Only California has dealt specifically with the constitutionality of checkpoints for safety inspections. In People v. DeLaTorre (1967), 257 Cal.App.2d 162, 64 Cal.Rptr. 804, the California Court of Appeals upheld the constitutionality of a California statute giving police the right to inspect for safety defects. DeLaTorre is very similar to the case before us. Although it involved an express statutory authorization not present in Illinois, that difference does not alter the fact that the California court found such stops to be constitutional.

• 2 In Illinois it is well settled that a police officer may constitutionally stop an auto and briefly question its occupants when the officer reasonably infers from the circumstances that one of them is committing, is about to commit or has committed an offense. (See Ill. Rev. Stat. 1977, ch. 38, par. 107-14; Terry v. Ohio.) Such an offense can be related to the condition of the auto itself. Stops for no brakelights (People v. Cannon (1974), 18 Ill. App.3d 781, 310 N.E.2d 673), a defective headlight (People v. Lichtenheld (1976), 44 Ill. App.3d 647, 358 N.E.2d 694), no lights (People v. Tilden (1974), 26 Ill. App.3d 447, 325 N.E.2d 431), and no license plates (People v. McConnell (1977), 48 Ill. App.3d 355, 362 N.E.2d 1280; People v. Miezio (1968), 103 Ill. App.2d 398, 242 N.E.2d 795), have all been upheld.

Both Illinois and a number of other States have considered the question of whether an officer can stop an auto to ask for the driver's operator's license, even in the absence of any reason to believe that that particular driver did not have a valid license. Although based on different facts, these driver's license cases focus on the same basic constitutional questions involved in the instant case.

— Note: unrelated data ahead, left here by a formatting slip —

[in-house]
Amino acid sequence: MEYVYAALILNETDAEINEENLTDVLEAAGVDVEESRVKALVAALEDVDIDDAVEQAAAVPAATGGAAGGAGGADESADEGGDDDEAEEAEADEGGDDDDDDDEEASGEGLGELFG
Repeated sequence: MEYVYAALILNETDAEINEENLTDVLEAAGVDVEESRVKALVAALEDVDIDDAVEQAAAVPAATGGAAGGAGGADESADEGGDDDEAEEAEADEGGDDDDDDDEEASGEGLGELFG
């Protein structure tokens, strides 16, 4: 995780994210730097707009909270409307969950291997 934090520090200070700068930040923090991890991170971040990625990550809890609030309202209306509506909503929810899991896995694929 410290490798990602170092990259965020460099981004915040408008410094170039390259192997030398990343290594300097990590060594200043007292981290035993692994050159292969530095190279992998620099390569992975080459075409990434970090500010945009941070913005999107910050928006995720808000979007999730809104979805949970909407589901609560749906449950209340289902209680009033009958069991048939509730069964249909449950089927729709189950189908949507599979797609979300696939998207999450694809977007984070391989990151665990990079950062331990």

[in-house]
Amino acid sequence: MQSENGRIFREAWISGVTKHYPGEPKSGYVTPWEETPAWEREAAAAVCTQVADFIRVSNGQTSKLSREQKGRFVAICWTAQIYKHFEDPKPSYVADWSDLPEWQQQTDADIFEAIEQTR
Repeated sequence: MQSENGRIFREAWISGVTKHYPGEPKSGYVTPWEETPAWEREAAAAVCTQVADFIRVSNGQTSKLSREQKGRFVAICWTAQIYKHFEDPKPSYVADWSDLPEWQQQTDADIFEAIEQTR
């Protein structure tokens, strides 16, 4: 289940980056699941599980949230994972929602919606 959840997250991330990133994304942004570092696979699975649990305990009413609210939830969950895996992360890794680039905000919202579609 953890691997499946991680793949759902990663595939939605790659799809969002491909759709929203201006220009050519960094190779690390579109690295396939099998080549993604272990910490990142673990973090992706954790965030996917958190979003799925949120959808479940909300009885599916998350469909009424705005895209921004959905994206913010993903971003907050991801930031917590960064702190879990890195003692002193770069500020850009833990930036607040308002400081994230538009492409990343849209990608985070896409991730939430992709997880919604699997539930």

The reasonableness of searches and seizures depends upon a balance between the public's interest and the individual's right to freedom from arbitrary interference by law officers. (See Terry v. Ohio.) Some States have held the balance of public and private interests in this type of case to be in favor of the State. Others feel that a random stop, even for a mere driver's license check, is too much interference.

The import of our own rulings in this area is not completely clear. In People v. Francis (1971), 4 Ill. App.3d 65, 280 N.E.2d 49, we stated that routine spot checks for driver's licenses are constitutional provided they were not used as a subterfuge to search for evidence of some other crime. However, the facts in Francis are not particularly close to those in the instant case. Defendant there was not actually in his car parked by the side of the highway. His conviction for driving without a valid license was reversed because of no proof that he had actually been driving. Subsequently, in People v. James (1976), 44 Ill. App.3d 300, 358 N.E.2d 88, we affirmed the suppression of evidence after an officer had stopped a vehicle to "check out the car and find out what the occupants were doing." We stated that the forcible stop of a motorist was permissible only when,

"* * * the officer is able to point to specific and articulable facts which when taken together with rational inferences reasonably warrant suspicion that a crime is being committed, has been committed, or is about to be committed. This requirement is deemed necessary to prevent the police from having absolute discretion to intrude into the lives of the occupants of motor vehicles. To permit such discretion would tend to preclude judicial review of the actions of police and remove a buffer which has traditionally existed between the citizen and the police officer." People v. James (1976), 44 Ill. App.3d 300, 303, 358 N.E.2d 88, 91.

If the language in Francis is followed, an Illinois officer can stop an auto, either because of a reasonable inference of an offense, or to do a spot check of a driver's license. If, however, the language in James controls, as a more recent statement of policy, there must be a reasonable inference of ...